CLS - The Grinnell College administration has been rocked by accusations that Grinnell College has been paying actors to pose as Grinnell alumni.
In what people are now referring to as the AlumniGate scandal, the CLS stands accused of bringing low-profile Hollywood actors to campus to recite a pre-written poll-tested script, so as to convince students and parents that the ‘laissez-faire’ teaching style of Grinnell College works.
“It’s all simple economics” John Ehrlichman, an expert in college finance and public relations, said. “Grinnell College offers a teaching style that, to most of the Western world, seems like bullshit: paying over $50,000 a year for an education that emphasizes non-specialization and taking as many electives as possible so as to best be able to critically engage with the world and use a liberal-arts thinking style to further enhance progressive discourse and enact positive, compas sionate change in the communities that surround us. Half of the people out there don’t even know what this sentence actually means, much less terms like ‘engage critically with the world’.”
“Twenty-dollar words will only get you so far, though, and Grinnell realized that,” Ehrlichman continued. “In order to convince parents that their pedagogical methods work and to reassure students that they’llbe able to get a job after college, they needed proof – essentially, they needed successful alumni.”
A source inside the administration (who preferred to remain anonymous) said that Grinnell College was having difficulty finding successful alumni who had continued the ‘hippie-loving’ idealistic lifestyle after Grinnell College.
“Most alumni who were successful ultimately followed the same path: first years who came in knowing they wanted to do pre-med or law, going on to graduate school to do pre-med or law, and having high-profile careers as doctors and lawyers,” the source disclosed. “Do you know how tough it was to find a successful alum who didn’t know what they wanted to do straight out of college? Or one that ‘found themselves’ in college and chose art or philosophy over pre-med?”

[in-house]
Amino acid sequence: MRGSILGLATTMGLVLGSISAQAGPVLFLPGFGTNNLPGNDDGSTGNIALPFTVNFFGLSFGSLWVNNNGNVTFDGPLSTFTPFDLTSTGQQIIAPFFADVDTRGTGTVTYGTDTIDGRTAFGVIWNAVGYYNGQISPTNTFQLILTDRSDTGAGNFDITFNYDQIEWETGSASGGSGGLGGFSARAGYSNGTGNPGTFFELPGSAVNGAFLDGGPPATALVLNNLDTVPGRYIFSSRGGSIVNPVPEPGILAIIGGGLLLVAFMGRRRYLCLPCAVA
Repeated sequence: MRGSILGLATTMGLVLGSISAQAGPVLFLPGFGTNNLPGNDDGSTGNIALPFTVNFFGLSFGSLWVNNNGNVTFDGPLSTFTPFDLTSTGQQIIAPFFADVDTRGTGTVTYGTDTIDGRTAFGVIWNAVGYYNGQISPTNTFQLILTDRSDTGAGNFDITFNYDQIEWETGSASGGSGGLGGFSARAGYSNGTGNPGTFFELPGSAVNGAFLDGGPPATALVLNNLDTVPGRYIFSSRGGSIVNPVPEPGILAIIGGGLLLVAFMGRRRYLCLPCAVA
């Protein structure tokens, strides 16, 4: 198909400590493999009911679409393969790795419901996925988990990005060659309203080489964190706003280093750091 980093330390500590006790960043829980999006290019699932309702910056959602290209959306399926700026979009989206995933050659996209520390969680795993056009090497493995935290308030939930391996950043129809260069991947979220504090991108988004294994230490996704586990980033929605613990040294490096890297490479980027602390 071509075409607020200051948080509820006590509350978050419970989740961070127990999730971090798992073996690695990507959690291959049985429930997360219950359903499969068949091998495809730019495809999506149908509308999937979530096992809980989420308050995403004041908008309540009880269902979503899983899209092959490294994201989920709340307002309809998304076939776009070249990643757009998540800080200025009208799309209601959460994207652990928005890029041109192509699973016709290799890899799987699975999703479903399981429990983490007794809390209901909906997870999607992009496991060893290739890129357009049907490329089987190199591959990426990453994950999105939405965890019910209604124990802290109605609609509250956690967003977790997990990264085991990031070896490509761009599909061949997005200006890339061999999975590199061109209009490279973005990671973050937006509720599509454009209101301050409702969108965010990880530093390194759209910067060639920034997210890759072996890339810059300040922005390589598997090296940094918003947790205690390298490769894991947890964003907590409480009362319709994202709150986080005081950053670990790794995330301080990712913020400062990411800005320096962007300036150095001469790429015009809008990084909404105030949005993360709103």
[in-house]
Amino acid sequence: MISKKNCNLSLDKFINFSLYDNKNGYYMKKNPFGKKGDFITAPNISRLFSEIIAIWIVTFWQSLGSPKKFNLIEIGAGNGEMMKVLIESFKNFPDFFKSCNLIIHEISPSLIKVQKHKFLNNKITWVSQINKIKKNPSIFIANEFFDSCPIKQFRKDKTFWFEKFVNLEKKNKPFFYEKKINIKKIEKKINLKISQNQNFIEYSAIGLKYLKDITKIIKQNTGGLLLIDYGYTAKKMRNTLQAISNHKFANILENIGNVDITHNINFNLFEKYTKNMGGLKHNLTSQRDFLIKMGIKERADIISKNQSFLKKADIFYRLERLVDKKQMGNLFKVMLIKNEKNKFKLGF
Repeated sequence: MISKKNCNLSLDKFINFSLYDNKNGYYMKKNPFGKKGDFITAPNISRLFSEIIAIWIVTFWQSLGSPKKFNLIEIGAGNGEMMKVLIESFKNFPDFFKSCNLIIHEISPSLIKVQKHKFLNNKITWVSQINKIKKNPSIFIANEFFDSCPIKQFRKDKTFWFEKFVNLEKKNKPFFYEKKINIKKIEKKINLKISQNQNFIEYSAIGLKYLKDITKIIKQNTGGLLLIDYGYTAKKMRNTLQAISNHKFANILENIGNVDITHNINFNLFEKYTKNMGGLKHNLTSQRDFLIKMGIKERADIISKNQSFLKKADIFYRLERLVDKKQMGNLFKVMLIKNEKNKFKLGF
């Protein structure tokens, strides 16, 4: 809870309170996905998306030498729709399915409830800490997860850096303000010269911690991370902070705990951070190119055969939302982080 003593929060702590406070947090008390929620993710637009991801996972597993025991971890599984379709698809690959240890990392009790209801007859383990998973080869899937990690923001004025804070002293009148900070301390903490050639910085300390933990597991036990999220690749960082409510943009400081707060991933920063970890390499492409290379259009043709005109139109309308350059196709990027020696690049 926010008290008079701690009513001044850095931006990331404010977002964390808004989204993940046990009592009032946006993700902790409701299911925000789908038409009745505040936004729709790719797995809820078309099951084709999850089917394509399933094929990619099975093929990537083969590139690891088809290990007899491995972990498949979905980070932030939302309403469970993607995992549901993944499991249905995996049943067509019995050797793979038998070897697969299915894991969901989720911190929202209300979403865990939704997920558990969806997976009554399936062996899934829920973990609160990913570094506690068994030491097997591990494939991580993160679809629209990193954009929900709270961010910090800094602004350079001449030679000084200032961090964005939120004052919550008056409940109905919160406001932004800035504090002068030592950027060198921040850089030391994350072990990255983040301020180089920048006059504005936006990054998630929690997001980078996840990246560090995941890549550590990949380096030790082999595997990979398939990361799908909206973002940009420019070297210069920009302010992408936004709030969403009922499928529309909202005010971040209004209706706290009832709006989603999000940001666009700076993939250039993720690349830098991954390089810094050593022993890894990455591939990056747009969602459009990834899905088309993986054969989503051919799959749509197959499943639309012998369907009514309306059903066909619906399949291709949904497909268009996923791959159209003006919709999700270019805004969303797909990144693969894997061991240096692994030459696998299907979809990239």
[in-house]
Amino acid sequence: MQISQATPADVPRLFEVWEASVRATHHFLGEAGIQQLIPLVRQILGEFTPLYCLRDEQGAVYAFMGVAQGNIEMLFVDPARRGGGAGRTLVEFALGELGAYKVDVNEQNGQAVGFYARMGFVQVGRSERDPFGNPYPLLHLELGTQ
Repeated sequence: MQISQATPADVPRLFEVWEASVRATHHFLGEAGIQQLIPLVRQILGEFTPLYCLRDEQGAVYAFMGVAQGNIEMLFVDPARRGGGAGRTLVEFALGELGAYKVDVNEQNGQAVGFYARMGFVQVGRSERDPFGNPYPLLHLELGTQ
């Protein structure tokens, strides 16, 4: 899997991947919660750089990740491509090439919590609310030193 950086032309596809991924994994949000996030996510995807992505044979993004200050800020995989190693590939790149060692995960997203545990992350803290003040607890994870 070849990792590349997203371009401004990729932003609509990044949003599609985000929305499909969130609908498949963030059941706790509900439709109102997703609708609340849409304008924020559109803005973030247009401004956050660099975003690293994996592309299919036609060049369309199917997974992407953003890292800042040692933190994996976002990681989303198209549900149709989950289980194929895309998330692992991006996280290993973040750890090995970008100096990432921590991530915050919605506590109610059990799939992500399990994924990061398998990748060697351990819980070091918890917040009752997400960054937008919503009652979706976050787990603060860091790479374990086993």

As such, the source informs, Grinnell College decided to pay actors to impersonate alumni who fit in this profile.
“Yeah, it’s kind of obvious once I think about it” Sam Li ’16 remarks. “Every alum I met had the exact same speech: ‘My major in no way determined my future career path’, ‘Coming straight out of college I didn’t have a single clue what I wanted to do with my life’, ‘My career took me to really unexpected turns’, ‘I am now highly successful and making a ton of money doing my ideal job and following my dreams’… It was almost too good to be true.”
The Grinnell administration has vehemently denied these accusations, calling them ‘baseless’ and attributing them to part of a ‘smear campaign’ to discredit an education in the Liberal Arts.
Kendall Paige, a member of Grinnell’s public relations team, said, “We have many successful alumni of Grinnell college who are successful professors at Grinnell college, some who are administrators at Grinnell college, and there are even many alums in places like the city of Grinnell.”
Paige continued, “In addition, even if, hypothetically, there was an actor paid to impersonate alumni, that actor would likely be an actor who also happens to be a Grinnell alumni who graduated in 2005 with a major in Theater and a concentration in Global Development Studies. If such rumors about actors could possibly be true, of course.”